Cover image for Night watch : a novel of Discworld
Title:
Night watch : a novel of Discworld
Author:
Pratchett, Terry.
Personal Author:
Edition:
First edition.
Publication Information:
New York : HarperCollins, [2002]

©2002
Physical Description:
338 pages ; 24 cm
Language:
English
Program Information:
Accelerated Reader AR UG 5.0 17.0 66783.
ISBN:
9780060013110
Format :
Book

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Summary

Summary

This morning, Commander Vimes of the City Watch had it all. He was a Duke. He was rich. He was respected. He had a silver cigar case. He was about to become a father.

This morning he thought longingly about the good old days.

Tonight, he's in them.

Flung back in time by a mysterious accident, Sam Vimes has to start all over again. He must get a new name and a job, and there's only one job he's good at: cop in the Watch. He must track down a brutal murderer. He must find his younger self and teach him everything he knows. He must whip the cowardly, despised Night Watch into a crack fighting force -- fast. Because Sam Vimes knows what's going to happen. He remembers it. He was there. It's part of history. And you can't change history . . .

But Sam is going to. He has no choice. Otherwise, a bloody revolution will start, and good men will die. Sam saw their names on old headstones just this morning -- but tonight they're young men who think they have a future. And rather than let them die, Sam will do anything -- turn traitor, burn buildings, take over a revolt, anything -- to snatch them from the jaws of history. He will do it even if victory will mean giving up the only future he knows.

For if he succeeds, he's got no wife, no child, no riches, no fame -- all that will simply vanish. But if he doesn't try, he wouldn't be Sam Vimes.

And so the battle is on. He knows how it's going to end; after all, he was there. His name is on one of those headstones. But that's just a minor detail . . .


Author Notes

Terry Pratchett was on born April 28, 1948 in Beaconsfield, United Kingdom. He left school at the age of 17 to work on his local paper, the Bucks Free Press. While with the Press, he took the National Council for the Training of Journalists proficiency class. He also worked for the Western Daily Press and the Bath Chronicle. He produced a series of cartoons for the monthly journal, Psychic Researcher, describing the goings-on at the government's fictional paranormal research establishment, Warlock Hall. In 1980, he was appointed publicity officer for the Central Electricity Generating Board with responsibility for three nuclear power stations.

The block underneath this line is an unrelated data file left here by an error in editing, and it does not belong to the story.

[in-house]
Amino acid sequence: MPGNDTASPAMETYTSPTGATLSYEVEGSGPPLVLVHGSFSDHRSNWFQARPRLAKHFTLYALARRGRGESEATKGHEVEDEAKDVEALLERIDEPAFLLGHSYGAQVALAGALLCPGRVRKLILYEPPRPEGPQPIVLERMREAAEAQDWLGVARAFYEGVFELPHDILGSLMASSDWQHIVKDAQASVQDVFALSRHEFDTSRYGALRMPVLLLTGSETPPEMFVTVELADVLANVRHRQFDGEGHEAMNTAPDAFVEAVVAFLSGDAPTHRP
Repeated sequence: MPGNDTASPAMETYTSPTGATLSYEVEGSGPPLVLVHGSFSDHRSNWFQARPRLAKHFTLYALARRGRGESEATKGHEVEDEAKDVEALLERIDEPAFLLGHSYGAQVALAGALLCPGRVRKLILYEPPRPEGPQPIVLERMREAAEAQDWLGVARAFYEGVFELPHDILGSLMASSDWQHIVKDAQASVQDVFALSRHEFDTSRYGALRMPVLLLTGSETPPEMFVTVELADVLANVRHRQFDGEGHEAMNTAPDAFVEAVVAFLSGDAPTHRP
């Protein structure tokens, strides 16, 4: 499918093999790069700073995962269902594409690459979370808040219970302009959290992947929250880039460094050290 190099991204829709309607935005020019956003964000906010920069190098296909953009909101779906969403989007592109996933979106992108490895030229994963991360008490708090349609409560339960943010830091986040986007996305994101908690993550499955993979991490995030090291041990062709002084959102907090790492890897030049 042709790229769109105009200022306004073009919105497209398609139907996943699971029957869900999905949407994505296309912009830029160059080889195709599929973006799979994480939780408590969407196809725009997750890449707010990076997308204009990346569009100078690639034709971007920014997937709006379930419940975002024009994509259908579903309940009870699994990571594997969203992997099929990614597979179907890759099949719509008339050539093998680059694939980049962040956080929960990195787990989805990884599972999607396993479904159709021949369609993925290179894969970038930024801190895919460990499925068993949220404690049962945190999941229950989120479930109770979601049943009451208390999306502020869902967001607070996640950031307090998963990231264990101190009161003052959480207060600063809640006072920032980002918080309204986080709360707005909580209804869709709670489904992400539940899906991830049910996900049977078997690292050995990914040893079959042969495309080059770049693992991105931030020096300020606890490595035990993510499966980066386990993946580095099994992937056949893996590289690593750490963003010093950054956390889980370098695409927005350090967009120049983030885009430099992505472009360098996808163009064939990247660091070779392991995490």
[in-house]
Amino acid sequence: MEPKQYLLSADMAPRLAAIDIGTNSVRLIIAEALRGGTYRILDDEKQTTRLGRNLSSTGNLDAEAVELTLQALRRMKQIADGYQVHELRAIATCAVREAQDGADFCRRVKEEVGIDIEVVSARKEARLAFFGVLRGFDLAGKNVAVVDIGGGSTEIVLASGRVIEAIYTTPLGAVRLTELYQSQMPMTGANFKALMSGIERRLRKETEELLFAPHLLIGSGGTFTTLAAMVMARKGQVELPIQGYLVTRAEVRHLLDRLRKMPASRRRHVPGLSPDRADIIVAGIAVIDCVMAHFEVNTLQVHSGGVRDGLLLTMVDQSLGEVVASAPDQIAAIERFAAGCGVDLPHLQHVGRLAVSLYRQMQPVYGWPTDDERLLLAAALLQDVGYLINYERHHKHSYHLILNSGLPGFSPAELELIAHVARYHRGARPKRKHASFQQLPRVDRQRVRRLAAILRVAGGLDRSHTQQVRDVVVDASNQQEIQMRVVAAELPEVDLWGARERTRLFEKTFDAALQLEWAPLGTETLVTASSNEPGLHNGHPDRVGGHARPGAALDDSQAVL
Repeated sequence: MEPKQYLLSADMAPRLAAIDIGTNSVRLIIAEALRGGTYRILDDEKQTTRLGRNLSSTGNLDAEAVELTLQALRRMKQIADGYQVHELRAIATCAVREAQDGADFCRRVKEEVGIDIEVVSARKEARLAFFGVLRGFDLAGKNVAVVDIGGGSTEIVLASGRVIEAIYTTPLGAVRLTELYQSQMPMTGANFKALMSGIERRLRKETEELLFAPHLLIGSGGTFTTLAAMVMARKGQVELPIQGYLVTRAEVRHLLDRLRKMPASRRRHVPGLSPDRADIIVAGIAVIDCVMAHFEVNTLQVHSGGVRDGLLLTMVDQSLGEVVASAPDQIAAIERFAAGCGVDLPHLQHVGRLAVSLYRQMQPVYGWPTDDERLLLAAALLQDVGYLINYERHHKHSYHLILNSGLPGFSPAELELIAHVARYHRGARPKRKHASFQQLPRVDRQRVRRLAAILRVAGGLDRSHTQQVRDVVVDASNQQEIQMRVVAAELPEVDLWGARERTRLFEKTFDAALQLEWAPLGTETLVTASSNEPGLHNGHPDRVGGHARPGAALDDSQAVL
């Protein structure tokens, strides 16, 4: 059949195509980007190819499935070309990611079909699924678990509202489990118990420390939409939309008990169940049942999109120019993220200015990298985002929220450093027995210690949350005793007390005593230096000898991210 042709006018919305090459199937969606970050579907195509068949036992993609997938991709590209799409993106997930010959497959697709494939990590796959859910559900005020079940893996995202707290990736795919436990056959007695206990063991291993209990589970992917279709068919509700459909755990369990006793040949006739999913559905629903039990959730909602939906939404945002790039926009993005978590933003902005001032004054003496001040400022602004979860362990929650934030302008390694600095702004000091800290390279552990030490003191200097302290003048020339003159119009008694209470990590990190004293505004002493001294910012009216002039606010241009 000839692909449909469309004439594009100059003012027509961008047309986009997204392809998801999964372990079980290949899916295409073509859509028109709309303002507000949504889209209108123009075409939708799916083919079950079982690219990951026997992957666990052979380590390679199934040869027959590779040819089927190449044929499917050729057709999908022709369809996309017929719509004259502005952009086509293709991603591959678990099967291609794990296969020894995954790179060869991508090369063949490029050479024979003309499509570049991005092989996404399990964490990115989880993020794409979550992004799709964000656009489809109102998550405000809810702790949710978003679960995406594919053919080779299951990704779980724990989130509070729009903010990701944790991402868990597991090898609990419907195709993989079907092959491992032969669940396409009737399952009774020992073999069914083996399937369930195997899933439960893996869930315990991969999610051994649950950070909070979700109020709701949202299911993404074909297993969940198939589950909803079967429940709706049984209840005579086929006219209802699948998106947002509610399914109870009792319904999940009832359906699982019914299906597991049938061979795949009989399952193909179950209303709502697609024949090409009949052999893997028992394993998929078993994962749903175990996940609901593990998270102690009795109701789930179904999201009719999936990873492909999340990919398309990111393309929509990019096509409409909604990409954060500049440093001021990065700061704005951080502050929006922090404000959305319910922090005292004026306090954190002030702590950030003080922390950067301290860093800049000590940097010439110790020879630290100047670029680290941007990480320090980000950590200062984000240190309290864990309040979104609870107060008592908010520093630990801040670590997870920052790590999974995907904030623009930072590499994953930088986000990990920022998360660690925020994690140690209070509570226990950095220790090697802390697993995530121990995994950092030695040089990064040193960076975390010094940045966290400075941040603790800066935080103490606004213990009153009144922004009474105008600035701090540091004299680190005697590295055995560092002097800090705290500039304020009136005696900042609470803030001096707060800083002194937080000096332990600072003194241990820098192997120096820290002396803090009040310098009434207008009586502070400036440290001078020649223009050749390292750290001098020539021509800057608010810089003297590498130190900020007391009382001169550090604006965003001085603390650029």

His first novel, The Carpet People, was published in 1971. His first Discworld novel, The Colour of Magic, was published in 1983. He became a full-time author in 1987. He wrote more than 70 books during his lifetime including The Dark Side of the Sun, Strata, The Light Fantastic, Equal Rites, Mort, Sourcery, Truckers, Diggers, Wings, Dodger, Raising Steam, Dragons at Crumbling Castle: And Other Tales, and The Shephard's Crown. He was diagnosis with early onset Alzheimer's disease in 2007. He was knighted for services to literature in 2009 and received the World Fantasy award for life achievement in 2010. He died on March 12, 2015 at the age of 66.

(Bowker Author Biography)


Reviews 4

Booklist Review